Moana (2016)

Moana is the strong-willed daughter of the chief of a Polynesian village. She is chosen by the ocean to restore the Heart of Te Fiti and save her island from life-killing darkness. She is one of the few Disney princesses not to be based on a pre-existing Disney character, as per a fan page. Interestingly, she is also the second Disney princess who does not have a love-interest.

Moana is also notable from breaking away from the conventional body type of Disney princesses. Speaking to Time, Coyne said, “Moana is the one princess I can think of that is at least average size. She is very muscular.” However, Coyne also noted that we still have not seen any princesses with a large body type.

Frozen (2013)

With Frozen, co-director and writer Jennifer Lee became the first female director to have a film gross over one billion dollars worldwide, and the first female director from Walt Disney Animation Studios to win an Oscar. The musical-film revolves around two sisters, Anna and Elsa, who are princesses of Arendelle. Elsa, who has magical powers that can create ice and snow, runs away on her coronation day because of an accident, which inadvertently traps the kingdom in an eternal winter. Anna sets out on a journey to find her estranged sister and free the kingdom from the curse.

While Frozen might initially come off as a conventional prince and princess tale with the introduction of two potential romantic interests for Anna, they are essentially relegated to supporting roles. The “act of true love” is not a kiss from either of the men but Elsa’s realisation that love is the key to controlling magic. Frozen also features contrasting male characters. While Han, the royal, is shown as a gentleman on his best behaviour, Kristoff comes as a rather rustic guy owing to his modest background. It is only with time that their intentions are revealed. Speaking about positive portrayals of masculinity, Coyne noted, “One of my favorite characters is Kristoff in Frozen. He’s not like your muscular, ideal manly man. He’s a little softer, and he sings about his emotions. He works together with Anna. He asks for consent when he kisses her for the first time. It’s this beautiful egalitarian relationship.”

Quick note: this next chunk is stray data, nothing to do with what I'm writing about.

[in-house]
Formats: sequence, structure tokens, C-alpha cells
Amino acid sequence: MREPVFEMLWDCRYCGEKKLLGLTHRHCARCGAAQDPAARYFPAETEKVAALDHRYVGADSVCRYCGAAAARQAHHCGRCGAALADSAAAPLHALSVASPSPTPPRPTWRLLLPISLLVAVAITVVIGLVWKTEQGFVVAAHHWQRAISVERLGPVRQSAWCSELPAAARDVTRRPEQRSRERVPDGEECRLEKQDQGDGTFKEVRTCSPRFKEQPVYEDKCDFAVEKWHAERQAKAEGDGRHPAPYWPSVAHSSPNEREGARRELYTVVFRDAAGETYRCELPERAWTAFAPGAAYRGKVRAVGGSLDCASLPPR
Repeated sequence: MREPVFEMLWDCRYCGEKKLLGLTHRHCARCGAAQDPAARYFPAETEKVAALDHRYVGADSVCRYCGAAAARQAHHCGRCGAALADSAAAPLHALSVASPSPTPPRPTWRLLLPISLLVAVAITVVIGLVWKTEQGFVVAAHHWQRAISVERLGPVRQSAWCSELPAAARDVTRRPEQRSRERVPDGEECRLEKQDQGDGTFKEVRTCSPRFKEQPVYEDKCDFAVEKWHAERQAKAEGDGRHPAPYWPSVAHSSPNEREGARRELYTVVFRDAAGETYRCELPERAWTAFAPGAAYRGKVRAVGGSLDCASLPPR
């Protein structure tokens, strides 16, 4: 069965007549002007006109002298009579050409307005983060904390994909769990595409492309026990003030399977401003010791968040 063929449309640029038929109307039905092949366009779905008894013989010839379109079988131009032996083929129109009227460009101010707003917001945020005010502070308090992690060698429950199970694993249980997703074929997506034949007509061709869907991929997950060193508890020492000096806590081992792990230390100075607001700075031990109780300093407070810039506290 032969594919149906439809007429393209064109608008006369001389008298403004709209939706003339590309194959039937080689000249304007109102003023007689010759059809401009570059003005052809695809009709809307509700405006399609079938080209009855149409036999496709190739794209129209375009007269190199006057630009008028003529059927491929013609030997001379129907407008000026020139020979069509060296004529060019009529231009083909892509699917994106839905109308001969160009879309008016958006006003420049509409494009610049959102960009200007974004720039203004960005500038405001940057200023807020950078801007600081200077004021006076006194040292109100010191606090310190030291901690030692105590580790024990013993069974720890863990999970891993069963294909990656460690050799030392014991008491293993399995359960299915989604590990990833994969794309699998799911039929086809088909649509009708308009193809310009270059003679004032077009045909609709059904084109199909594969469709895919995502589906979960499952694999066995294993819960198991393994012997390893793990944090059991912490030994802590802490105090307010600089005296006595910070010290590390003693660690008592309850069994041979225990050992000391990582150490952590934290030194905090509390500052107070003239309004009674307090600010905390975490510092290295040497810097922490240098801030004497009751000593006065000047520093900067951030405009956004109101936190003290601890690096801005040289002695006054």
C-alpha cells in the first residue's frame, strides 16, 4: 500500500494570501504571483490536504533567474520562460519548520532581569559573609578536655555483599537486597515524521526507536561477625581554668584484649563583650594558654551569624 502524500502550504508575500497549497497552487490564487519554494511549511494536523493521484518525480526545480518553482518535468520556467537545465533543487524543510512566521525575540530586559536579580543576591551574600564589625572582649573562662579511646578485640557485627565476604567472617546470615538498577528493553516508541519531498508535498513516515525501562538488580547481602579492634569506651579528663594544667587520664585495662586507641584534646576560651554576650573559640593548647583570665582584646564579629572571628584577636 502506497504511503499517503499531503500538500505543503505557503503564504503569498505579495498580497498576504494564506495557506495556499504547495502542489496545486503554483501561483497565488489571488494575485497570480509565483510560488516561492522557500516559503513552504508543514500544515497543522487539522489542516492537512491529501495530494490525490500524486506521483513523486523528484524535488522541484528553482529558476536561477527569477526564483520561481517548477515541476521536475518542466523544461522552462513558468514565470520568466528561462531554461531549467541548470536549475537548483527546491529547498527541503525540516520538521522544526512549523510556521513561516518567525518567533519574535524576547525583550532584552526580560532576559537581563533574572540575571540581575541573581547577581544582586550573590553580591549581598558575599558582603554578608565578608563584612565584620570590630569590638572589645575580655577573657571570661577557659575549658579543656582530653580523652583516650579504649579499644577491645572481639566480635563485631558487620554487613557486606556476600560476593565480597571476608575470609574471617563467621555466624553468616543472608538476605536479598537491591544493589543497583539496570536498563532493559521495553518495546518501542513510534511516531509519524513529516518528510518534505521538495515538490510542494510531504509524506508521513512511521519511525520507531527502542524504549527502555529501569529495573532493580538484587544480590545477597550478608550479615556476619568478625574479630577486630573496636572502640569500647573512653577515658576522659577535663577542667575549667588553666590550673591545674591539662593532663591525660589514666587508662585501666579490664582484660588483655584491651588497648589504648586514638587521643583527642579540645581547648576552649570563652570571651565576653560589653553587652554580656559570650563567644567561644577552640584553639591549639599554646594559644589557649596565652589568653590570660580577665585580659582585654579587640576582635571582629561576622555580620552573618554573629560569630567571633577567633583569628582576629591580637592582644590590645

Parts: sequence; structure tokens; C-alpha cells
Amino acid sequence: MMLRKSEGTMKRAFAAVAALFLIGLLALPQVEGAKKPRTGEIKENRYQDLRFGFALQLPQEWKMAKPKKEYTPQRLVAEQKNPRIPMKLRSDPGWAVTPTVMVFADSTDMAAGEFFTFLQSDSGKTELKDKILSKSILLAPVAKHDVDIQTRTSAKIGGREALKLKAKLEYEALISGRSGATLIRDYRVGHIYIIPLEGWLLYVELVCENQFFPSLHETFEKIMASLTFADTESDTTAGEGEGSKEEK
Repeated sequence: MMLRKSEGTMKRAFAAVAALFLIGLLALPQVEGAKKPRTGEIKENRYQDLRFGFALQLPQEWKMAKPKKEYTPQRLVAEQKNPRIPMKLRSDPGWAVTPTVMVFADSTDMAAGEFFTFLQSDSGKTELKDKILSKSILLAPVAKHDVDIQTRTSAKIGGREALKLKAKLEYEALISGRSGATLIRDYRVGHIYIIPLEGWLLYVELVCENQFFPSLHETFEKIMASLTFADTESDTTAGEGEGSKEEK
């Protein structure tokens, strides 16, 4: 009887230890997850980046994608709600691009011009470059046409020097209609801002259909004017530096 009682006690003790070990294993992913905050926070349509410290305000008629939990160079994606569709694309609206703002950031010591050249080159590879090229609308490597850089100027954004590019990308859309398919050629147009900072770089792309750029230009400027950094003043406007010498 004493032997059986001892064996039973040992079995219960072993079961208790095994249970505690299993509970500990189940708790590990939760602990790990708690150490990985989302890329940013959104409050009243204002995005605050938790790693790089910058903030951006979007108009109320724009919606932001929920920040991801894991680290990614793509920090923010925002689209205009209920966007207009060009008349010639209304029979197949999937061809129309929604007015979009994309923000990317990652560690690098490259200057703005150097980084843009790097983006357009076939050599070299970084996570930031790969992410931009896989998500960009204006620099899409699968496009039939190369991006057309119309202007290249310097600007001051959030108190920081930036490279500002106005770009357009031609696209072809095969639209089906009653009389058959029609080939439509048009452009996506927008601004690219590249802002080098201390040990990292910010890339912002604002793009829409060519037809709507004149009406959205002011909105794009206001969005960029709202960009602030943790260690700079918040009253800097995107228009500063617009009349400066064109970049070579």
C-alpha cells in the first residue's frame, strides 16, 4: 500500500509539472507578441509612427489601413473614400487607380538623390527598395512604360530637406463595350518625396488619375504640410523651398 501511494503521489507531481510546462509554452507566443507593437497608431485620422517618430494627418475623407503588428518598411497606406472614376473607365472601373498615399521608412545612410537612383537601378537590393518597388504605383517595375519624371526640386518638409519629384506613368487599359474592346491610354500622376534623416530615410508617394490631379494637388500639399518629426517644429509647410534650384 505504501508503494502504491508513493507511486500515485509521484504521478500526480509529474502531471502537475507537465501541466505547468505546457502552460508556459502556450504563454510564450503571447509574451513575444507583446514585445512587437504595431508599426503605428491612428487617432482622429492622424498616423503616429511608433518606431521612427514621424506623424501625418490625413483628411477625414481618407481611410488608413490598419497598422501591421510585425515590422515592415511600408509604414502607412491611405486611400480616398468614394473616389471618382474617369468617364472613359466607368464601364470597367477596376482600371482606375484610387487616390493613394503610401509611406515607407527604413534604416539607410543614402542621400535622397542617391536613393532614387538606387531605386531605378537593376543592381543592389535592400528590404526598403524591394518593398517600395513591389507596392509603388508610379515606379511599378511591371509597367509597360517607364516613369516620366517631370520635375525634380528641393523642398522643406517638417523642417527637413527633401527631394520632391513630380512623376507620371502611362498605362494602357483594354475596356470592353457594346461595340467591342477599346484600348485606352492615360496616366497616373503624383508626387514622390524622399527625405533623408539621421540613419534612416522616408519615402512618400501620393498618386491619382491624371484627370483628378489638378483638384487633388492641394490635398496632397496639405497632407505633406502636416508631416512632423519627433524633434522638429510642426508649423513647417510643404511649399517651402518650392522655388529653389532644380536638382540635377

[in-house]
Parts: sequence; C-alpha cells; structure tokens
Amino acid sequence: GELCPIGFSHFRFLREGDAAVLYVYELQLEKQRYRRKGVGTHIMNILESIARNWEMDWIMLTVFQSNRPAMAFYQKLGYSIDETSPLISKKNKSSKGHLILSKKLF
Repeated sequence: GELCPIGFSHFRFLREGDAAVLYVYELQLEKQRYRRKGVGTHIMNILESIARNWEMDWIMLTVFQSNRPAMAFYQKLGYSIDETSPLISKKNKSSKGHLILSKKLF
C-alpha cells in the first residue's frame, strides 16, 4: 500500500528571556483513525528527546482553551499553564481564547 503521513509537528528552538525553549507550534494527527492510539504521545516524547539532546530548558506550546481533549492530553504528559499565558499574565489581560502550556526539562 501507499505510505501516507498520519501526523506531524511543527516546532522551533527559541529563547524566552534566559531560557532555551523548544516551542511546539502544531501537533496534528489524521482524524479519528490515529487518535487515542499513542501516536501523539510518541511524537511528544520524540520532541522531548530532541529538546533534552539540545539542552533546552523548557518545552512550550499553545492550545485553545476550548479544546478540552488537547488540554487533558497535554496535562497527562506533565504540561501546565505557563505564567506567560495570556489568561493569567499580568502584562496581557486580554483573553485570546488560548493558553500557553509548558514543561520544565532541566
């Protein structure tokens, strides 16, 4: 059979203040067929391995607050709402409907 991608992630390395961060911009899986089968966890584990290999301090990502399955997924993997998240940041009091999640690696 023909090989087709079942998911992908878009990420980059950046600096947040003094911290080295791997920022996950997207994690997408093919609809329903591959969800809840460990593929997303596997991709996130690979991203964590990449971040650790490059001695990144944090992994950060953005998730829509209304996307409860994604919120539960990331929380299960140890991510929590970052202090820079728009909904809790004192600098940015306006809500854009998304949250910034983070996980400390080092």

Brave (2012)

Brave introduced Merida, the first Disney princess ever who looks nothing like a princess. She detests being bound by norms as much as she hates wearing corsets, and is an aspiring archer. Her dishevelled hair signifies her spirit. The film follows Merida, who breaks a custom and brings a curse upon her family. She has to rely on her bravery and archery skills to undo it. Merida’s skills are portrayed and, to an extent, glorified in the film. She outsmarts all of her potential suitors at an archery competition. Men are portrayed as less competent in the film.

However, the film, which won an Oscar for Best Animated Feature, does uphold the typical body-type of Disney princesses. While the men are mostly large, women have a slender build.

As Professor Coyne noted, while there is a drive towards greater racial and ethnic representation, further progress can be made by introducing “princesses of all shapes and sizes, with all colours as well.”